A survey of rights of way officers at local authorities has found an increase in instances of tension between walkers and footpath users, farmers and landowners as a result of COVID-19.
Carried out by the Association of Directors of Environment, Economy, Planning and Transport (ADEPT) and completed by rights of way officers at more than 55 local authorities, the survey found:
- Local authorities reported an increase in concerns from landowners over the use and misuse of rights of way and a disregard for social distancing.
- Two thirds of landowners’ enquiries to councils were requests for routes to be closed or diverted.
- There had been a similar increase from members of the public complaining of footpaths being blocked or closed off by landowners.
- The conflicting views had been causing issues for local authorities with almost 90% of responding councils reporting an increase in tensions.
ADEPT said: “Legally, landowners are not able to close or block public footpaths, but local councils do not wish to use enforcement powers excessively at this time. Efforts are being made to work informally with landowners to resolve issues, with advice being provided on tying gates and fixing public notices on the Countryside Code and social distancing.”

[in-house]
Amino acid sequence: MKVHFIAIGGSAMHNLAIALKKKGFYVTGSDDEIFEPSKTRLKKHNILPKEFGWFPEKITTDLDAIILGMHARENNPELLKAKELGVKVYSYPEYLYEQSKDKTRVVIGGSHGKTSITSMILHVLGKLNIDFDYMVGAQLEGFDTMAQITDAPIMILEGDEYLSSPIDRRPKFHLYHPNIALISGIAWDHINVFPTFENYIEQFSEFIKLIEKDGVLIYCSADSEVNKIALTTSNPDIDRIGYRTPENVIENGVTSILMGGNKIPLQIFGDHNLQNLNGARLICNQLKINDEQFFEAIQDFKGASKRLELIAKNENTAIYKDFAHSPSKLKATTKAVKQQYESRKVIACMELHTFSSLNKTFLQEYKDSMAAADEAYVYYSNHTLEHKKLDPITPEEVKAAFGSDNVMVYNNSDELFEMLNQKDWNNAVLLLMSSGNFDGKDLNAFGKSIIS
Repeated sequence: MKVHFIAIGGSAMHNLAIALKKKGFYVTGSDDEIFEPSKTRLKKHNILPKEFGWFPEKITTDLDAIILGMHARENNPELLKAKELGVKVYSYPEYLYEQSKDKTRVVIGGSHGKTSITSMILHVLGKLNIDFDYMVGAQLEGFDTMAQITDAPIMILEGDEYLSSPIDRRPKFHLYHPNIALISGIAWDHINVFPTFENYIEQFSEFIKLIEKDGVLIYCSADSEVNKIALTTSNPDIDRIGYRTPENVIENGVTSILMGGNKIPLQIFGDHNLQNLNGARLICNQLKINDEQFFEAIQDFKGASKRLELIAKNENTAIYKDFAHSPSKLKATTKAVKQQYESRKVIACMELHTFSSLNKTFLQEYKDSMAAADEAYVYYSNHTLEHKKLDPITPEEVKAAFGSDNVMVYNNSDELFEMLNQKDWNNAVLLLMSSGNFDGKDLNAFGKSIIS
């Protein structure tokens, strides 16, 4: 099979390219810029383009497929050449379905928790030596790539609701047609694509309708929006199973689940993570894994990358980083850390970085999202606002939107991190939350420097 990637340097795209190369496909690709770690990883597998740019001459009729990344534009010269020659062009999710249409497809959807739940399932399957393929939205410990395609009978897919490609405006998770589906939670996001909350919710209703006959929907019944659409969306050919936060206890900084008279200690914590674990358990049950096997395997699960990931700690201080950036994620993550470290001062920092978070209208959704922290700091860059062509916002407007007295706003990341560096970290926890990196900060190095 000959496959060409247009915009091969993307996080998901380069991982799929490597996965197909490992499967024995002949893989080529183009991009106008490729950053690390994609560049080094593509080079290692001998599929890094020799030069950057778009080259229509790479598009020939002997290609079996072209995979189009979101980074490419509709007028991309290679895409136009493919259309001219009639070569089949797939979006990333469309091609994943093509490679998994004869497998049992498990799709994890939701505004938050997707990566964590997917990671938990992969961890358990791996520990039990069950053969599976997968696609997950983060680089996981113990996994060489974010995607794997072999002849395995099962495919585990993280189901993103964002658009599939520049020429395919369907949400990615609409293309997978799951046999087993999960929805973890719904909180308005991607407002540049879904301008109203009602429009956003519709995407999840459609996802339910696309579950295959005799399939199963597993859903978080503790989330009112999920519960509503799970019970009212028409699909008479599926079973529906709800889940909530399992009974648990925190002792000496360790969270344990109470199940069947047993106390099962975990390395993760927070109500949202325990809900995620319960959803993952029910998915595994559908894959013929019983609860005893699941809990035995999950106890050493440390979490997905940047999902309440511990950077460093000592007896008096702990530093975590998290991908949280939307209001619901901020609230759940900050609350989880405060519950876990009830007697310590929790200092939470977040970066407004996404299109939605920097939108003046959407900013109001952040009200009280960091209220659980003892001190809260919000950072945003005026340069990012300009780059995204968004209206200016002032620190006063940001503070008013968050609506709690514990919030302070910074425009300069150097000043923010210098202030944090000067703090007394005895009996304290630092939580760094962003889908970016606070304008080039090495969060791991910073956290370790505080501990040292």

The survey found that more than 75% of responding councils were reporting some impact to rights of way services as a result of the outbreak, with 15% saying there has been a major disruption to services.
“Overwhelmingly, the reason for these changes are due to a scaling back or suspension of services due to COVID-19 as staff are redeployed and resources reallocated to essential frontline and new services,” ADEPT said.
Four in five (82%) of responding councils predicted a 20% increase in the number of rights of way networks in their area becoming impassable due to this extended scaling back.
Paul Newark, Chair of ADEPT’s Rights of Way Managers Group, said: “The survey clearly shows an increase in the numbers of people using rights of way, which in some instances has led to tensions with local landowners and communities.
“Local authorities are making every effort to resolve these issues informally, we can understand the concerns of farmers, when people are leaving gates open and not following the Countryside code or social distancing guidance. Equally, for members of the public who use these footpaths, they expect to be able to continue to do so.
“We need clear and consistent messaging from government and the police on how local exercise guidelines are being interpreted. We are finding this varies significantly across the country, which causes confusion and increases tension.”
The results of the survey can be found on the ADEPT website: https://www.adeptnet.org.uk/news-events/covid-19-updates/covid-19-rights-way-survey-results